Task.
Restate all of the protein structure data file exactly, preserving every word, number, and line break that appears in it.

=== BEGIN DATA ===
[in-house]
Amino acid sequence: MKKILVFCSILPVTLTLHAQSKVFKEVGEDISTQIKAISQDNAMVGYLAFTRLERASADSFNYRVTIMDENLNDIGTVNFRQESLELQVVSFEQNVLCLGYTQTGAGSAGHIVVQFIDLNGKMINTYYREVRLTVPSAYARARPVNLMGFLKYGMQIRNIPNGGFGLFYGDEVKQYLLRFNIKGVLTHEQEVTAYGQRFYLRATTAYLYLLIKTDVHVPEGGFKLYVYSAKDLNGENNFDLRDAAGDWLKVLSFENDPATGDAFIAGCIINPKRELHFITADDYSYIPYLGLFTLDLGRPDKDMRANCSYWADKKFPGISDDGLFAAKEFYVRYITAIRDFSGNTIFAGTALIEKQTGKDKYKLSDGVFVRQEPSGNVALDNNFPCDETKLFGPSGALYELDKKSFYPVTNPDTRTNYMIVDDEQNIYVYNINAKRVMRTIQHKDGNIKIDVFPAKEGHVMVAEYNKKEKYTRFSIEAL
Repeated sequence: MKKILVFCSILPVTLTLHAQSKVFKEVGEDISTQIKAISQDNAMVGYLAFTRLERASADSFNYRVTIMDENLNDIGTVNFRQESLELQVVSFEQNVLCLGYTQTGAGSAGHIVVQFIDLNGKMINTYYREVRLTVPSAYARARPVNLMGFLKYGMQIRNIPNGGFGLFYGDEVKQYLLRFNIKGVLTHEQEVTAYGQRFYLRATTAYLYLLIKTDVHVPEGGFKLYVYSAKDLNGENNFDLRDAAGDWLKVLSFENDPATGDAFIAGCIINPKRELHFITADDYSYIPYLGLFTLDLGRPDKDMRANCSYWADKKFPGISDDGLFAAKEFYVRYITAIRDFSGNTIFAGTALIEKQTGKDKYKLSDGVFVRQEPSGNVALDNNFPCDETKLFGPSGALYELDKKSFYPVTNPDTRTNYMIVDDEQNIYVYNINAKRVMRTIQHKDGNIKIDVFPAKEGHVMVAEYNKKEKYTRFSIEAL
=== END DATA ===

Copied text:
[in-house]
Amino acid sequence: MKKILVFCSILPVTLTLHAQSKVFKEVGEDISTQIKAISQDNAMVGYLAFTRLERASADSFNYRVTIMDENLNDIGTVNFRQESLELQVVSFEQNVLCLGYTQTGAGSAGHIVVQFIDLNGKMINTYYREVRLTVPSAYARARPVNLMGFLKYGMQIRNIPNGGFGLFYGDEVKQYLLRFNIKGVLTHEQEVTAYGQRFYLRATTAYLYLLIKTDVHVPEGGFKLYVYSAKDLNGENNFDLRDAAGDWLKVLSFENDPATGDAFIAGCIINPKRELHFITADDYSYIPYLGLFTLDLGRPDKDMRANCSYWADKKFPGISDDGLFAAKEFYVRYITAIRDFSGNTIFAGTALIEKQTGKDKYKLSDGVFVRQEPSGNVALDNNFPCDETKLFGPSGALYELDKKSFYPVTNPDTRTNYMIVDDEQNIYVYNINAKRVMRTIQHKDGNIKIDVFPAKEGHVMVAEYNKKEKYTRFSIEAL
Repeated sequence: MKKILVFCSILPVTLTLHAQSKVFKEVGEDISTQIKAISQDNAMVGYLAFTRLERASADSFNYRVTIMDENLNDIGTVNFRQESLELQVVSFEQNVLCLGYTQTGAGSAGHIVVQFIDLNGKMINTYYREVRLTVPSAYARARPVNLMGFLKYGMQIRNIPNGGFGLFYGDEVKQYLLRFNIKGVLTHEQEVTAYGQRFYLRATTAYLYLLIKTDVHVPEGGFKLYVYSAKDLNGENNFDLRDAAGDWLKVLSFENDPATGDAFIAGCIINPKRELHFITADDYSYIPYLGLFTLDLGRPDKDMRANCSYWADKKFPGISDDGLFAAKEFYVRYITAIRDFSGNTIFAGTALIEKQTGKDKYKLSDGVFVRQEPSGNVALDNNFPCDETKLFGPSGALYELDKKSFYPVTNPDTRTNYMIVDDEQNIYVYNINAKRVMRTIQHKDGNIKIDVFPAKEGHVMVAEYNKKEKYTRFSIEAL